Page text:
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Addict Behav. 2019 Dec;99:106036. doi: 10.1016/j.addbeh.2019.106036. Epub 2019 Jun 25.

Military veterans' overdose risk behavior: Demographic and biopsychosocial influences.

Author information

1
National Development & Research Institutes, 71 W. 23rd St, 4th Fl., New York, NY 10100, United States of America; Center for Drug Use and HIV/HCV Research, College of Global Public Health, New York University, 665 Broadway, 11th Fl., New York, NY 10012, United States of America. Electronic address: bennett@ndri.org.
2
National Development & Research Institutes, 71 W. 23rd St, 4th Fl., New York, NY 10100, United States of America; Department of Applied Psychology, Steinhardt School of Culture, Education, and Human Development, New York University, 82 Washington Square E, New York, NY 10003, United States of America.
3
National Development & Research Institutes, 71 W. 23rd St, 4th Fl., New York, NY 10100, United States of America; Center for Drug Use and HIV/HCV Research, College of Global Public Health, New York University, 665 Broadway, 11th Fl., New York, NY 10012, United States of America.

Abstract

BACKGROUND:

U.S. military veterans face many biopsychosocial (BPS) challenges post-service that may elevate risk for opioid-related overdose including physical pain, mental health concerns and social stressors. Some veterans use opioids to manage pain and cope with social readjustment. This study assessed associations between BPS factors and recent engagement in overdose risk behavior in a community sample of post-9/11 veterans who used opioids in New York City.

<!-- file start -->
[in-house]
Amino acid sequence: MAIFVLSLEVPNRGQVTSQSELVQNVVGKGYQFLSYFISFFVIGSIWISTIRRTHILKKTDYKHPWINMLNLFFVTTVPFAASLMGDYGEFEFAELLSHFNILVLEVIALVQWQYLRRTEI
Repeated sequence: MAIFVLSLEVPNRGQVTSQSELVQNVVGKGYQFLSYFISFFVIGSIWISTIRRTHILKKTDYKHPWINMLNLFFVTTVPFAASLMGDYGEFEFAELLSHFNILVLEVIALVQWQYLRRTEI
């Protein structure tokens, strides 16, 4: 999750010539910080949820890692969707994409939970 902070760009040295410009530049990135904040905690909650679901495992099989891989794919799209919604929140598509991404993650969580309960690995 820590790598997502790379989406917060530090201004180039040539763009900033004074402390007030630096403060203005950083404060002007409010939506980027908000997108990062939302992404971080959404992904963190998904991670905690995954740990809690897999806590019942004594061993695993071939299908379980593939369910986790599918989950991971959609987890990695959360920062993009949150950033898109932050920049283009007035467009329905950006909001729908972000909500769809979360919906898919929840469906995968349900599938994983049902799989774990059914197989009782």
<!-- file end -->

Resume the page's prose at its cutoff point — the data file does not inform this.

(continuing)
METHODS:

Participants (n = 218) were recruited through convenience sampling and completed a baseline assessment including a validated Opioid Risk Behavior Scale (ORBS) that measured past-30-day engagement in 22 opioid-related overdose risk behaviors. Analyses examined associations between ORBS scores and hypothesized demographic, biological/physical, psychological and social predictors. Incident rate ratios estimated the expected relative difference in ORBS score associated with each predictor.

RESULTS:

Participants reported an average of 4.72 overdose risk behaviors in the past 30 days. Significant independent predictors of higher ORBS score, after adjustment for demographics and current prescription medications, were past-30-day: depression symptoms; unsheltered or living in a homeless shelter (vs. private housing); history of mental health treatment; experiencing stressful life events; average pain severity; and pain interference.

CONCLUSION:

Veterans face myriad BPS challenges and, while drug-related overdose risks are well understood, findings suggest that other factors-including mental health, pain and stressful life events-may also be associated with overdose risk among opioid-using veterans. The larger challenges veterans face should be considered in the context of BPS forms of pain management when tailoring and delivering overdose prevention interventions.

KEYWORDS:

Biopsychosocial framework; Opioid misuse; Opioids; Overdose; US military veterans

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